Sometimes exam grades just don’t line up with where we think our knowledge level is at. Sometimes we earn lower grades than we think we deserve and other times we’re happily surprised by higher grades than we really think we earned. Sometimes it’s the grader being a jerk or a softy. But more often, there is something else at play.
Have you ever…
- …busted your butt studying for exams, only to show up for the test and totally blank out?
- …aced every single assignment and project running up to the final, but then run out of time in your exam and get a meager grade?
- …felt totally prepared for a final and then scanned the exam and saw a problem type you swear you’ve never seen before, losing out on nearly half of your potential exam points?
- …reviewed for a test for a couple hours, yet still walked in and aced it even without a ridiculously in-depth content understanding?
We’ve personally experienced and worked with hundreds of students who have experienced every single above situation. And we’ve felt the frustration of not earning the awesome grade that you should have earned. And—sometimes even worse—the exasperation of seeing someone earn a grade that they definitely shouldn’t have.
The difference in results from all of these scenarios is that studying is not the same as rehearsing for an exam. You can do an insane amount of studying and still botch your exam. Conversely, and sometimes with a little luck on your side, you can do a little amount of exam review and nail your exam if you know how to rehearse and effectively problem solve and hack points on an engineering exam.
Reasons to Rehearse—Not Study–for Your Next Exam Review
“Studying” isn’t as focused as rehearsing
Exam rehearsal has an ever-present goal in mind: solving problems well and efficiently on your specific exam. Studying has a much more generic goal: understand more about your course content.
If your goal is demolishing your next engineering exam, consider re-framing how to prepare for it. Instead of reviewing content, rehearse the types of problems you will see on your exam in an exam-like setting. As you go through the problems, you’ll quickly know if you need to brush up on specific elements of the content itself or tweak your problem-solving technique.
It’s easy to get off track when studying
Without a clear goal, just about anything related to your course can count as studying: highlighting your textbook, reading old homework and test solutions, reviewing your notes one boring day at a time. But none of these activities meaningfully contribute to you acing your exam. In fact, just by wasting your time doing them, you’re missing out on activities that would pump up your exam grade and content understanding.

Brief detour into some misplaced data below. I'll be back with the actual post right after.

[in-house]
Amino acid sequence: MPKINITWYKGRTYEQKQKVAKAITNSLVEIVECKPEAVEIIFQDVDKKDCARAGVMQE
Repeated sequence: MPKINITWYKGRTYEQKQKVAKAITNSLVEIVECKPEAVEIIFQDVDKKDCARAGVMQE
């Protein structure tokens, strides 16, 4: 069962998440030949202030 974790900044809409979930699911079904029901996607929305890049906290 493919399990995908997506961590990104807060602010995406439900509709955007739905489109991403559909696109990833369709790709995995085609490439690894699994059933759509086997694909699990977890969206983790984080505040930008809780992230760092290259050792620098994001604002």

Not only that, but if you study ad hoc, you’ll likely miss a content topic or problem type that you will see on your exam. And no one likes the unexpected. When you rehearse for your exam, you use old exams as your guide to ensure you know what to expect and how to solve those types of problems.
Test taking is a skill that is learned through practice
You can be the best at putting together an amazing, fridge-worthy assignment solution. Heck—professors might even copy your solutions for their grading guide (been there!). But if you can’t translate those skills to the exam paper, your grade won’t benefit.
Taking a test is a learned skill. You can only learn skills through dedicated practice. So, if you want to earn an amazing exam grade, you have to learn how and practice that skill in an exam-like setting and with time constraints.
If you’re still stuck studying for you next exam without a clear direction or strategy and it’s impacting your grades, it’s time to get an exam prep plan together and try your hand at exam rehearsal.
Once you have a game plan and exam rehearsal down, level up to exam slaying by learning how to hack points on any engineering exam.
Do you have a story of surprise, fly-by-night exam success? What’s your secret?